American Psychological Association Says Traditional Masculinity Is Pathological

American Psychological Association Says Traditional Masculinity Is Pathological

According to the APA, ‘components of traditional masculinity’ include ‘emotional stoicism, homophobia, not showing vulnerability, self-reliance, and competitiveness.’
D.C. McAllister
By

The American Psychological Association has released new guidelines for psychologists to help boys and men overcome pathologies researchers say are caused by traditional masculinity.

According to the APA, this socially constructed masculinity has “held sway over large segments of the population” and is defined by “anti-femininity, achievement, eschewal of the appearance of weakness, and adventure, risk, and violence.” This notion of traditional masculinity is cited as the cause of several pathologies affecting boys and men, including sexual abuse, murder, poor education, mental illness, and suicide.

“In the past 30 years, researchers and theorists have placed greater emphasis on ecological and sociological factors influencing the psychology of boys and men, culminating in what has been termed the New Psychology of Men,” the report says. “For instance, socialization for conforming to traditional masculinity ideology has been shown to limit males’ psychological development, constrain their behavior, result in gender role strain and gender role conflict, and negatively influence mental health and physical health.”

This, they say, has caused an overrepresentation of boys and men in many psychological and social problems. “For example, boys are disproportionately represented among schoolchildren with learning difficulties (e.g., lower standardized test scores) and behavior problems (e.g., bullying, school suspensions, aggression). Likewise, men are overrepresented in prisons, are more likely than women to commit violent crimes, and are at greatest risk of being a victim of violent crime (e.g., homicide, aggravated assault).”

Researchers who have been steeped for decades in intersectionality and studies critical of traditional masculinity have come to the conclusion that the conflicts men face are “related to four domains of the male gender role”—a role that they claim has been wrongly sociologically determined for them since birth.

These include “success, power, and competition (a disproportionate emphasis on personal achievement and control or being in positions of power); restrictive emotionality (discomfort expressing and experiencing vulnerable emotions); restrictive affectionate behavior between men (discomfort expressing care and affectionate touching of other men); and conflict between work and family relations (distress due to balancing school or work with the demands of raising a family.)”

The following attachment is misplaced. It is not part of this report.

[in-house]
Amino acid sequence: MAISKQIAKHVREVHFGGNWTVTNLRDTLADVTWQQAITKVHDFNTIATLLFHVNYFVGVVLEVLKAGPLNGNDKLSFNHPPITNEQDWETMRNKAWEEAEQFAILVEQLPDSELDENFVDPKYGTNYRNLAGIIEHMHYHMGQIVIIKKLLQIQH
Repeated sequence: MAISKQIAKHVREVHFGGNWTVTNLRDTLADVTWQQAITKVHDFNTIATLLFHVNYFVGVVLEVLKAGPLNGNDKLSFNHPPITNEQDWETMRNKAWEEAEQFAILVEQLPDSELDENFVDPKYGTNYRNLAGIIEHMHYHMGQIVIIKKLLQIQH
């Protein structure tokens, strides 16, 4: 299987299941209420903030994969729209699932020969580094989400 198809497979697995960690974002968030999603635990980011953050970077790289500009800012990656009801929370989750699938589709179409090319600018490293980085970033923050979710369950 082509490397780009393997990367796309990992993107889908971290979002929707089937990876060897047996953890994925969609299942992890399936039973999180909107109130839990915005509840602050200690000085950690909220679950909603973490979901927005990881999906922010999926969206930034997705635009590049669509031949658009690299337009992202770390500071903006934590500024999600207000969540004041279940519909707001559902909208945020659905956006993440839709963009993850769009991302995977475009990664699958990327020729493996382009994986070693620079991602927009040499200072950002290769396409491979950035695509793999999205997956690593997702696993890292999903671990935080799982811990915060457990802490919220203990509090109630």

To fix the damage done to men and boys by traditional masculinity, the APA suggests 10 guidelines for mental health professionals, as follows.

Psychologists strive to recognize that masculinities are constructed based on social, cultural, and contextual norms.

“When trying to understand the complex role of masculinity in the lives of diverse boys and men, it is critical to acknowledge that gender is a non-binary construct that is distinct from, although interrelated to, sexual orientation,” researchers say. “Heteronormative assumptions often falsely conflate sexual and masculine identity for men, as well as disregard sexual attraction and gender role adherence for those who identify as a sexual minority, transgender, or gender nonconforming.”

Psychologists must help boys and men recognize that their masculinity has been defined by their life circumstances and therefore can be redefined. Professionals should help them “navigate restrictive definitions of masculinity and create their own concepts of what it means to be male.”

Psychologists strive to recognize that boys and men integrate multiple aspects to their social identities across the lifespan.

“Gender identity development begins before birth, shaped by the expectations that parents and other significant adults have for how a boy should be treated and how he should behave,” researchers claim. “Boys (and girls) begin to make distinctions between males and females during infancy and increasingly assign certain meanings to being male based on their gender socialization experiences.”

“Over time, a boy’s gender identity becomes crystallized and exerts a greater influence on his behavior. By the time he reaches adulthood, a man will tend to demonstrate behaviors as prescribed by his ethnicity, culture, and different constructions of masculinity.”

Psychologists should “understand the important role of identity formation to the psychological well-being of boys and men and attempt to help them recognize and integrate all aspects of their identities.” To do this, psychologists need to cast off their biases formed by traditional masculinity and see men in light of their personal experiences.

Professionals should seek to “reduce and counter the damaging effects of microaggressions by teaching boys and men from historically marginalized backgrounds skills to cope with racism, homophobia, biphobia, transphobia, ageism, ableism, and other forms of discrimination and by working with families, schools, and communities to provide supportive environments for these populations.”

Psychologists understand the impact of power, privilege, and sexism on the development of boys and men and on their relationships with others.